But I thought about some of my more "modern" friends. First of all, they wouldn't have been making pepper marmalade in the first place. Most of them have no idea that processed foods are bad for you and hold no value in good, homemade foods. But for the sake of this writing, let's just say that did seed some peppers and get that burn. What would they have done? I suspect they might have spent their $20- $40 insurance co-pay and went to the doctor. And what would the doctor have done? I really don't know, but I suspect they would have written a prescription for something. Then my friend would go to the pharmacy and fill it for $10-$20. All that time and trouble, and they would have never known that they could have solved their burn with $3 and a bottle of ACV.

I think about all the other "home remedies" that have been lost through the ages. All the little tricks and tips that moms used to teach their children and their children taught their children. Those remedies are dying. My friends don't know those remedies anymore.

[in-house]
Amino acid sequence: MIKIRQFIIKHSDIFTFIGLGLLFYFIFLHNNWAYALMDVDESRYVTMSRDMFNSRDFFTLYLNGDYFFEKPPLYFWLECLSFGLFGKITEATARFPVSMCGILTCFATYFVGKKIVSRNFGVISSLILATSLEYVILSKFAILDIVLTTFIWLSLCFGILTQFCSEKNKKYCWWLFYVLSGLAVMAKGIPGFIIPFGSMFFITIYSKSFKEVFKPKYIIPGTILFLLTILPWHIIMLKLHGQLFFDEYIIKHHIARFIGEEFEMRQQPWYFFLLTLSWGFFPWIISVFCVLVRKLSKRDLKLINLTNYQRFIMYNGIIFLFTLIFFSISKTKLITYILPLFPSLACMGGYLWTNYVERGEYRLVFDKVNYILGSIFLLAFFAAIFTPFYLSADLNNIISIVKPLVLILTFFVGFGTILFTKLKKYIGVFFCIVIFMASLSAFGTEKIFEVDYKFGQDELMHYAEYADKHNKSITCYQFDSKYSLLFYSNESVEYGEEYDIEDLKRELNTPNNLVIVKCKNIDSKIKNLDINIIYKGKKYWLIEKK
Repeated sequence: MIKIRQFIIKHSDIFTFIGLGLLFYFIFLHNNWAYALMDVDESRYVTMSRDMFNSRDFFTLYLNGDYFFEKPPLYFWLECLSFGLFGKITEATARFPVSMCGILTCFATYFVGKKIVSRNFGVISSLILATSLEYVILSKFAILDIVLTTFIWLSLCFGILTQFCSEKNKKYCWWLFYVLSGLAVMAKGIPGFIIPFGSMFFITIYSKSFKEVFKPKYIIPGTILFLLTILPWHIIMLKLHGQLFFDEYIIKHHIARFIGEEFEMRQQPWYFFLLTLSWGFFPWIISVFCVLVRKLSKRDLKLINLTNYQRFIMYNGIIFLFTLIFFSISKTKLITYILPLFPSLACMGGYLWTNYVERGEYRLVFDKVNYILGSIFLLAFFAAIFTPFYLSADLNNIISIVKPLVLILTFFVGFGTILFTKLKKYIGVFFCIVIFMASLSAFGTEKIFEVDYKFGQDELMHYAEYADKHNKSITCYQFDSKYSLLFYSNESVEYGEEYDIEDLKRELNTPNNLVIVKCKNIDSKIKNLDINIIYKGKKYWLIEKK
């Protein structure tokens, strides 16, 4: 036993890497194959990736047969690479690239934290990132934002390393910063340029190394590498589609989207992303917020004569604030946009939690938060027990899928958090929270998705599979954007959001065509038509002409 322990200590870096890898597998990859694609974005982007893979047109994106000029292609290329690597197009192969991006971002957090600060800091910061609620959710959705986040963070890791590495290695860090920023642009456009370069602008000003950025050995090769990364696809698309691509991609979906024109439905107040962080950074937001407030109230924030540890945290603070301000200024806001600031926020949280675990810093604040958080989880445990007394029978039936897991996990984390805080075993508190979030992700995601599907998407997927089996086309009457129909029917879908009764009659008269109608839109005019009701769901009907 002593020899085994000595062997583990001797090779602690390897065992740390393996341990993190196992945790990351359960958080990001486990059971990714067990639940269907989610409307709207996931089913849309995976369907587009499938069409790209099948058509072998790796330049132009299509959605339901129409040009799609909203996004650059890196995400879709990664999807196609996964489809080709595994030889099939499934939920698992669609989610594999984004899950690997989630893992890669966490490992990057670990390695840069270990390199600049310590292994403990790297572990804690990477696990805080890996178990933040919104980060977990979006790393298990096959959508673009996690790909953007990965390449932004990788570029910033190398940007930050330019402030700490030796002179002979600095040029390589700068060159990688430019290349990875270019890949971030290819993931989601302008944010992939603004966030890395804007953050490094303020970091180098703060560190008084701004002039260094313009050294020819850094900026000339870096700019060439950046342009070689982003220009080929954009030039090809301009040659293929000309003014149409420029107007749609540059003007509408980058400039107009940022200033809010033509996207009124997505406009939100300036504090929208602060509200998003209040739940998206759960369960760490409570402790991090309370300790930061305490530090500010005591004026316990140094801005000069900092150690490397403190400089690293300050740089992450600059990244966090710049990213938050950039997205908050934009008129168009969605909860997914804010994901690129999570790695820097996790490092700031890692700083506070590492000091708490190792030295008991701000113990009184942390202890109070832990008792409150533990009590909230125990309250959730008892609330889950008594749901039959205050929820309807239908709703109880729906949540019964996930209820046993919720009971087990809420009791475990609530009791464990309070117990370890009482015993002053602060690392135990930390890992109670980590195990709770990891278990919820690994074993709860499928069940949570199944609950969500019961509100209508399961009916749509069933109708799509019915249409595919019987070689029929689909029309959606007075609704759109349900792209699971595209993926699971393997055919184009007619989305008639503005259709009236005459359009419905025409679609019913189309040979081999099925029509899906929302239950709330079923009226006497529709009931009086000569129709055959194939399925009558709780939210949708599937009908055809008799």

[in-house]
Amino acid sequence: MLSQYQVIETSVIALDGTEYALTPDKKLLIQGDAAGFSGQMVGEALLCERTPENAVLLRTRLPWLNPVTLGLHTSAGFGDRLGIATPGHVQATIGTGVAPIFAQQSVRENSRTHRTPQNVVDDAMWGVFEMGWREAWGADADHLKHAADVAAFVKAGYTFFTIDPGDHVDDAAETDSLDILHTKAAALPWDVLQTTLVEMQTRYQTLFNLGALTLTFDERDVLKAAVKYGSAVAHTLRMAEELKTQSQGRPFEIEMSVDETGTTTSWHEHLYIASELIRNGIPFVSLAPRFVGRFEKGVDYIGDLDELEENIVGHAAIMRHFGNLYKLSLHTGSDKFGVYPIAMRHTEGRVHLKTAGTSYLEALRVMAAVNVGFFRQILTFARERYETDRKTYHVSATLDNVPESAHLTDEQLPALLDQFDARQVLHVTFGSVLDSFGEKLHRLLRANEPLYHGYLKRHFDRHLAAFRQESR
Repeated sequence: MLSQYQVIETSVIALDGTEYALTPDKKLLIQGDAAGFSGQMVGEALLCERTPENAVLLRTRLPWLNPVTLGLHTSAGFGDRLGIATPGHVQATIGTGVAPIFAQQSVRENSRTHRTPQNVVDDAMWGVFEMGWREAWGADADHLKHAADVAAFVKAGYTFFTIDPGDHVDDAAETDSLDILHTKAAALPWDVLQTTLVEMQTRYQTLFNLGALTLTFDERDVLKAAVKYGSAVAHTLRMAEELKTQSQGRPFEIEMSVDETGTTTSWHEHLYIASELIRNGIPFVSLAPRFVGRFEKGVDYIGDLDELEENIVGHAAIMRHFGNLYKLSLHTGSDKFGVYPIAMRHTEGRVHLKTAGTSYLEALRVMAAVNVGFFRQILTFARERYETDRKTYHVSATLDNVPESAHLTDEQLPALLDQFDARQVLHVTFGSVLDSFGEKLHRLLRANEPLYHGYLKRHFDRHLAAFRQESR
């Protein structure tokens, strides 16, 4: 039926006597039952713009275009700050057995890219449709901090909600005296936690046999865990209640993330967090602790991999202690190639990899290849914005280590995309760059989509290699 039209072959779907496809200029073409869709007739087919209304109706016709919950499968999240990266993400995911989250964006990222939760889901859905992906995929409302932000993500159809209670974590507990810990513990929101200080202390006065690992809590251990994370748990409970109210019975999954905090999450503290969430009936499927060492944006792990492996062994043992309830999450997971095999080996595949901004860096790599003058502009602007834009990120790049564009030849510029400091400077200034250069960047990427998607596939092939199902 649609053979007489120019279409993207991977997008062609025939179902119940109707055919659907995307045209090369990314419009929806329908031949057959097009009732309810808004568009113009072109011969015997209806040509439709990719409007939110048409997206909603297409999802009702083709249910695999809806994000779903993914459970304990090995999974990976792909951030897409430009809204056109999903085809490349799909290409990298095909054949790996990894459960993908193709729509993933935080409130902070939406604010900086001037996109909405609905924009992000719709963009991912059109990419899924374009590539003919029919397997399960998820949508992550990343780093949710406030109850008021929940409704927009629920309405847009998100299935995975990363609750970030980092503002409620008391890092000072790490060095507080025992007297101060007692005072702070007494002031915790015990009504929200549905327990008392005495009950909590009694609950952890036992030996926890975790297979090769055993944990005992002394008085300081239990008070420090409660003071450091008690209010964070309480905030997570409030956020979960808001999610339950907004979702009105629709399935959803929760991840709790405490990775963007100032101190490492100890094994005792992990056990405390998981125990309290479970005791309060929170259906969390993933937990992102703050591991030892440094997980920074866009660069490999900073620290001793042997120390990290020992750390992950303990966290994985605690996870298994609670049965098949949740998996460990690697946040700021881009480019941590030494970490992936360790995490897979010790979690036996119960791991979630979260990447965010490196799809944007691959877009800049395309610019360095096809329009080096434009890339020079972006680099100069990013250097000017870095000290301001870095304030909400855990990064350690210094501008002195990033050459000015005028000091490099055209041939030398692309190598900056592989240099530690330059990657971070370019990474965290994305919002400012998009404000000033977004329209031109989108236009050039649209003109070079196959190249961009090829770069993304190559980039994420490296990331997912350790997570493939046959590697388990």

I read recently in the book In Defense of Food by Michael Pollen that we have to turn to our Grandmother and even Great-Grandmothers for the knowledge of real food. That is so true. Most of our mothers (my mother is 68) have lost the old knowledge. They were so seduced by the marketing of processed foods that they don't even have an idea what "real" food is. I know my mom doesn't. She thinks it's just "crazy talk" when I tell her that real butter is better for you than margarine.

So where do we go from here? I encourage all of you with "old time" wisdom to WRITE THAT WISDOM DOWN! Write down your home remedies for medical issues. Write down your recipes for whole, local foods. Write down your tips for natural home cleaning.